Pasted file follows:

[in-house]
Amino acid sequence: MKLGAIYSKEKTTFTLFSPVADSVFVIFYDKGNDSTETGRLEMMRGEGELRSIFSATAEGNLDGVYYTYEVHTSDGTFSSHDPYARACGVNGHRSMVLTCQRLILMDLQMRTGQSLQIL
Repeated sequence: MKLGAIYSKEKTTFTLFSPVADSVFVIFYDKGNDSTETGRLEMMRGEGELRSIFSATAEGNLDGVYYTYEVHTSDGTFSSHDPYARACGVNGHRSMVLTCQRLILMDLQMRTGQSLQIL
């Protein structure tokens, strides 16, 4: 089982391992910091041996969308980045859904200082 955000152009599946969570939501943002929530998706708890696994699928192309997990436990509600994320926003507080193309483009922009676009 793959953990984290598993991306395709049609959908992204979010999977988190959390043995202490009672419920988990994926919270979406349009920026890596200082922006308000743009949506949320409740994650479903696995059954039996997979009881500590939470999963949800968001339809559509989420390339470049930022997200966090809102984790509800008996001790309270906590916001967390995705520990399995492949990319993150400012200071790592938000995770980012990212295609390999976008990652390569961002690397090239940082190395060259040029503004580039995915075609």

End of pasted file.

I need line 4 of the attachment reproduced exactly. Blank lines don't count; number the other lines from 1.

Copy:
């Protein structure tokens, strides 16, 4: 089982391992910091041996969308980045859904200082 955000152009599946969570939501943002929530998706708890696994699928192309997990436990509600994320926003507080193309483009922009676009 793959953990984290598993991306395709049609959908992204979010999977988190959390043995202490009672419920988990994926919270979406349009920026890596200082922006308000743009949506949320409740994650479903696995059954039996997979009881500590939470999963949800968001339809559509989420390339470049930022997200966090809102984790509800008996001790309270906590916001967390995705520990399995492949990319993150400012200071790592938000995770980012990212295609390999976008990652390569961002690397090239940082190395060259040029503004580039995915075609």